September 27, 2010 by admin
Below the Wildfire’s screen are the four Android buttons in capacitive touch form, backlit in white. The buttons have haptic feedback if the option is selected. The trademark optical track pad from HTC also serves as a camera button. The ear speaker above the screen is a nice design decision and is quite similar to what we’ve seen on the Desire. Below the speaker lies the proximity sensor and the notification LED.
The power/lock button is located on the top right, while on the top left is the standard 3.5mm audio jack. The left side houses the volume up/down controller and the microUSB port that comes without a plastic flap. The keys are chromed and have a nice click.
The HTC Wildfire contains a 5MP camera with LED flash where the lens is slightly elevated above the back cover and it looks like a design flaw where the camera is bound to get some scratches. The back looks like the HTC Desire, with a wide strip of plastic with brushed metallic looks running across it. It also comes in 3 different colours; white, brown and red but I personally feel that the fiery red is the best colour available for this smartphone.
The screen reaction to the accelerometer is quite slow. The HTC Wildfire has the usual assortment of connectivity options you seem to find on smartphones lately, namely HSDPA 7.2Mbps, Wi-Fi, Bluetooth, FM Radio and AGPS.
The browser was quite a let-down because even though they load quickly and render properly, the browser tends to lag and ends up bring choppy. Double-tapping to zoom moves normally and once zoomed in, scrolling becomes somewhat fluid again. There was a scroll lag in documents, opened in the preinstalled QuickOffice suite, but this should be because of the slow CPU.
Most outdoor photos tend to come out blurry; however, the touch-to-focus feature should be able to get you a more normal result in close-up shots. Most scenes though will still lack detail. Another thing to worry about with the Wildfire’s 5MP camera is its colour representation. The outdoor shots that feature a good deal of sky tends to get their white balance mixed, ending up with a bluish tint.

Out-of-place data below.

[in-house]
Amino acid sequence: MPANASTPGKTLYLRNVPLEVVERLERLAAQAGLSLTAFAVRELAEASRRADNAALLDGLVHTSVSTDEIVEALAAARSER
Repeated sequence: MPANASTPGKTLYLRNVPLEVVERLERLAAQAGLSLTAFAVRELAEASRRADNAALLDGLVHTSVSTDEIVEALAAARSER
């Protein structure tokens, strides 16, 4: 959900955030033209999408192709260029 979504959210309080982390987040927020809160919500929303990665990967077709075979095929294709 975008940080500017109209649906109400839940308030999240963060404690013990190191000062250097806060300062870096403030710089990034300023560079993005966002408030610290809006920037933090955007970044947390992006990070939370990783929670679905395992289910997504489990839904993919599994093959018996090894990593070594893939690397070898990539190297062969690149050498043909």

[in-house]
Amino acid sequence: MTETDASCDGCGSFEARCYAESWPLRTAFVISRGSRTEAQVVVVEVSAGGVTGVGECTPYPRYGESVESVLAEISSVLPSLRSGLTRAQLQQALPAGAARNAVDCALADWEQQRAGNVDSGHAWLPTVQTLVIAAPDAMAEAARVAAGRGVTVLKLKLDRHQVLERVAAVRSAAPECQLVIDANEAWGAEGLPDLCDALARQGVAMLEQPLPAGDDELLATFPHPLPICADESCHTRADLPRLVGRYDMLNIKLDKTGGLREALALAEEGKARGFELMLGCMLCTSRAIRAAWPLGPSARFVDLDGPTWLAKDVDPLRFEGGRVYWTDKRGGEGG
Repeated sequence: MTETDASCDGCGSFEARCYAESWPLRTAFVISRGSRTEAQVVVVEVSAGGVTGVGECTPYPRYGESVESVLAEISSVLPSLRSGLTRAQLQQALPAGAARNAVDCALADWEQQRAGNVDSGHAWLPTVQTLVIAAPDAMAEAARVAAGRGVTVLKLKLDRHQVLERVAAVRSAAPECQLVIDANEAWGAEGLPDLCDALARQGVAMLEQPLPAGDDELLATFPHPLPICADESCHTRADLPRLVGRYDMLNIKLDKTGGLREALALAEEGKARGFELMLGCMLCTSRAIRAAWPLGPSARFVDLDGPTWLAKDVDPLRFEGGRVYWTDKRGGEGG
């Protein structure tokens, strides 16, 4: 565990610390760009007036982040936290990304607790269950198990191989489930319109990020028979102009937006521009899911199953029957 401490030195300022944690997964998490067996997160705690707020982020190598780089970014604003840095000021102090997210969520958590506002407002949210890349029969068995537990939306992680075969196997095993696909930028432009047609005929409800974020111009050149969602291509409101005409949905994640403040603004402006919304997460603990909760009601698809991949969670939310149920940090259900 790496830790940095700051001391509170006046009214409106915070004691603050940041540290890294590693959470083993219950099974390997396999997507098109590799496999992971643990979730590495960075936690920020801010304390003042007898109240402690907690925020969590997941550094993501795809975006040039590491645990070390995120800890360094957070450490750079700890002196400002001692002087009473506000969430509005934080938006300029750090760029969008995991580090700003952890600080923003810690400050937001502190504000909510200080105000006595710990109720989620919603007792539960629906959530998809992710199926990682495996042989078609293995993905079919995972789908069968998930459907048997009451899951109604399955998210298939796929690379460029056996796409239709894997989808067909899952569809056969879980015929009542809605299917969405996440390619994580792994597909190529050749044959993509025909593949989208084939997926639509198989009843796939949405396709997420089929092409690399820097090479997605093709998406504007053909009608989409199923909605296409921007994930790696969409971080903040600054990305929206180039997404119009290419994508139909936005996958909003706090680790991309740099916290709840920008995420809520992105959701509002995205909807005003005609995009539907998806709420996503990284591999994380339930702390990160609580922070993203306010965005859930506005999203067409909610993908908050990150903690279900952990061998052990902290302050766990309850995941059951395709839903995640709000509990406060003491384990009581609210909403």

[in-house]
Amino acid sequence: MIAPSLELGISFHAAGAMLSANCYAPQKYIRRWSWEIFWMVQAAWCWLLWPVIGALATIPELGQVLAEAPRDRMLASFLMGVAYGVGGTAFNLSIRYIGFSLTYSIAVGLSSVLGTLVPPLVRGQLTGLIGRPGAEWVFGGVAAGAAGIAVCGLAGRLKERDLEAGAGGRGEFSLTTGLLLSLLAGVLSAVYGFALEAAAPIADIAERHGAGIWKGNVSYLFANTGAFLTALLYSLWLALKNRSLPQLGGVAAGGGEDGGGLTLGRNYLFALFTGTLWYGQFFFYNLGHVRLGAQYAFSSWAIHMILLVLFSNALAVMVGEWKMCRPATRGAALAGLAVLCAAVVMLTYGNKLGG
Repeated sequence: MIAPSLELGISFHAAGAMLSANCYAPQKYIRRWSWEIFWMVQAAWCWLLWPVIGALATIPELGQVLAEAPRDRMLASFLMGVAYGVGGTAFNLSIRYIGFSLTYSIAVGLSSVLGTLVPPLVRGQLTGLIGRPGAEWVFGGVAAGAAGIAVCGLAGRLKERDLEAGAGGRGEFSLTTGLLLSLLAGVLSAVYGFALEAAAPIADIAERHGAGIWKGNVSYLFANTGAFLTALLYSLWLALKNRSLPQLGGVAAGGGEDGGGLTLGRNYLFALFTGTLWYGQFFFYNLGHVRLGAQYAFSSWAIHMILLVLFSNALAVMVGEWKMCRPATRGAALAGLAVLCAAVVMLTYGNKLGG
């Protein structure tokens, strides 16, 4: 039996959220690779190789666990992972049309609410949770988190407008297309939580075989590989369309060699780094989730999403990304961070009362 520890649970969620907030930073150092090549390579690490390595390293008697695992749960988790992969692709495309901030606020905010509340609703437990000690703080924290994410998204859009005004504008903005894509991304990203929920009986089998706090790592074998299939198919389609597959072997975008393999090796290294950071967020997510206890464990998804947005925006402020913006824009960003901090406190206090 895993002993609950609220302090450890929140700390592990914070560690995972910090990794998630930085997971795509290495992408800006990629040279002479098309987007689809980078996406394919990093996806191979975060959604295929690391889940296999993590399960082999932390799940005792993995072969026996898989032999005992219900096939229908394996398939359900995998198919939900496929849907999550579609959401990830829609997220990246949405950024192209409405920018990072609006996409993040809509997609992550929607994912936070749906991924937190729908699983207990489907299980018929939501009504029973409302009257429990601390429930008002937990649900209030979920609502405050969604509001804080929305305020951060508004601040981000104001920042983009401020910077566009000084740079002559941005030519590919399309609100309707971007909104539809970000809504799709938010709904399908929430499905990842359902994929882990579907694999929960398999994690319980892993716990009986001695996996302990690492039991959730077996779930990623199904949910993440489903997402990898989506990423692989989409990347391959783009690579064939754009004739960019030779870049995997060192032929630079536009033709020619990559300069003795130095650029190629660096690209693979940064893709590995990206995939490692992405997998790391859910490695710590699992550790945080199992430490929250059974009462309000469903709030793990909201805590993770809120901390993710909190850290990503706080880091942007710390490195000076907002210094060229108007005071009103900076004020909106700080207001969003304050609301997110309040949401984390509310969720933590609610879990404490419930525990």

The MPEG-4 video recording mode can only reach CIF (352×288 pixels) resolution, which means subpar quality and the slow 15fps capture rate doesn’t help. Lastly, the videos are also suffering from the bluish tint.
Music listening was acceptable with the supplied headset is better experience, although a lot of the ambient noise could still be heard.
The gallery interface and options aren’t much different from the recent Sense UI ones and the Wildfire has the annoying habit to search for media each time you enter it. The handset was able to play our MPEG-4 videos up to 800×480 pixels resolution.
The incoming call volume was acceptable and the voice quality was also satisfactory. There are no video calls available on the HTC Wildfire as there isn’t any front-facing camera and the application to use the primary one isn’t preinstalled. The loudspeaker is of average quality and sounds tinny and hollow.
The default 1300mAh battery is rated to clock in a minimum 8 hours of talk time even in 3G mode, which is great for an Android handset.
Pros and Cons
However, the poor camera quality along with its Sense UI that doesn’t look good on low pixel densities combined with the scroll lag in the browser may make some think twice.